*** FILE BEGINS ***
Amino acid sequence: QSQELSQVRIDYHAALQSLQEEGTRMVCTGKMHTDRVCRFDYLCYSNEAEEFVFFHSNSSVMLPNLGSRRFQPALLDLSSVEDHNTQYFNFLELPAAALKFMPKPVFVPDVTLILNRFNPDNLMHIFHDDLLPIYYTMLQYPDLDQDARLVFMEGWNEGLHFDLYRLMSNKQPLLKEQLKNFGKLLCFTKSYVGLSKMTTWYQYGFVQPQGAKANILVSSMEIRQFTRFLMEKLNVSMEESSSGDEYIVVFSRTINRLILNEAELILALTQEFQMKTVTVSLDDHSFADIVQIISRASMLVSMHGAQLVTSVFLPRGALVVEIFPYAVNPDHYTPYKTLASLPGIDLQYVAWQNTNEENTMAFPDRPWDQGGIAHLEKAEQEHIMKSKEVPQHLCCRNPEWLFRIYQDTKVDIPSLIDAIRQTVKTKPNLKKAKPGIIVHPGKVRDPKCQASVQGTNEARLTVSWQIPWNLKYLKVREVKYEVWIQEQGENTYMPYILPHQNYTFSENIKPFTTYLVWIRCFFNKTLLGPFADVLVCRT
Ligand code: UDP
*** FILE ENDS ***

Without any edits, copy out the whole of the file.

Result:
Amino acid sequence: QSQELSQVRIDYHAALQSLQEEGTRMVCTGKMHTDRVCRFDYLCYSNEAEEFVFFHSNSSVMLPNLGSRRFQPALLDLSSVEDHNTQYFNFLELPAAALKFMPKPVFVPDVTLILNRFNPDNLMHIFHDDLLPIYYTMLQYPDLDQDARLVFMEGWNEGLHFDLYRLMSNKQPLLKEQLKNFGKLLCFTKSYVGLSKMTTWYQYGFVQPQGAKANILVSSMEIRQFTRFLMEKLNVSMEESSSGDEYIVVFSRTINRLILNEAELILALTQEFQMKTVTVSLDDHSFADIVQIISRASMLVSMHGAQLVTSVFLPRGALVVEIFPYAVNPDHYTPYKTLASLPGIDLQYVAWQNTNEENTMAFPDRPWDQGGIAHLEKAEQEHIMKSKEVPQHLCCRNPEWLFRIYQDTKVDIPSLIDAIRQTVKTKPNLKKAKPGIIVHPGKVRDPKCQASVQGTNEARLTVSWQIPWNLKYLKVREVKYEVWIQEQGENTYMPYILPHQNYTFSENIKPFTTYLVWIRCFFNKTLLGPFADVLVCRT
Ligand code: UDP